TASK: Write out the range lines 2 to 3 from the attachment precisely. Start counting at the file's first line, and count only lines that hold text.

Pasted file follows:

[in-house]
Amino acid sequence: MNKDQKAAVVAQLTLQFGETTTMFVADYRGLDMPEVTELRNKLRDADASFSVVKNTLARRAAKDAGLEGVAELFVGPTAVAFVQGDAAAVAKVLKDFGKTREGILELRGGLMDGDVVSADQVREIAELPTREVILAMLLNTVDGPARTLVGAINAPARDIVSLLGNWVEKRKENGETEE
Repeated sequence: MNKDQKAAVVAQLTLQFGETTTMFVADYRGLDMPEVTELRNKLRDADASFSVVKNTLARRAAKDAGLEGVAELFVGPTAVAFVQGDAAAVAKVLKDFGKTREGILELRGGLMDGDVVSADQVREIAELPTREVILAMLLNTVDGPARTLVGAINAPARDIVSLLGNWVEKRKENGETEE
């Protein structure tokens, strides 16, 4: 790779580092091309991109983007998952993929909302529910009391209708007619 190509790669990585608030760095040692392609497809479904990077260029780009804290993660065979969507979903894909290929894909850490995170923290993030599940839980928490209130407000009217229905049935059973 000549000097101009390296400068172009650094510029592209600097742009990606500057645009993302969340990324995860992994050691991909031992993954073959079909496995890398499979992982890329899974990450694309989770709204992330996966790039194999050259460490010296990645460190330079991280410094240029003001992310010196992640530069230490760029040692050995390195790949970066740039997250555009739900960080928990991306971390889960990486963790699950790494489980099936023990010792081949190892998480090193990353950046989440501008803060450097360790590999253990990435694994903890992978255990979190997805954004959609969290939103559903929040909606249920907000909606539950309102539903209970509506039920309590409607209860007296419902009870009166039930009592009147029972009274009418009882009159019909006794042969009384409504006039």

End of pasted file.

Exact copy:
Amino acid sequence: MNKDQKAAVVAQLTLQFGETTTMFVADYRGLDMPEVTELRNKLRDADASFSVVKNTLARRAAKDAGLEGVAELFVGPTAVAFVQGDAAAVAKVLKDFGKTREGILELRGGLMDGDVVSADQVREIAELPTREVILAMLLNTVDGPARTLVGAINAPARDIVSLLGNWVEKRKENGETEE
Repeated sequence: MNKDQKAAVVAQLTLQFGETTTMFVADYRGLDMPEVTELRNKLRDADASFSVVKNTLARRAAKDAGLEGVAELFVGPTAVAFVQGDAAAVAKVLKDFGKTREGILELRGGLMDGDVVSADQVREIAELPTREVILAMLLNTVDGPARTLVGAINAPARDIVSLLGNWVEKRKENGETEE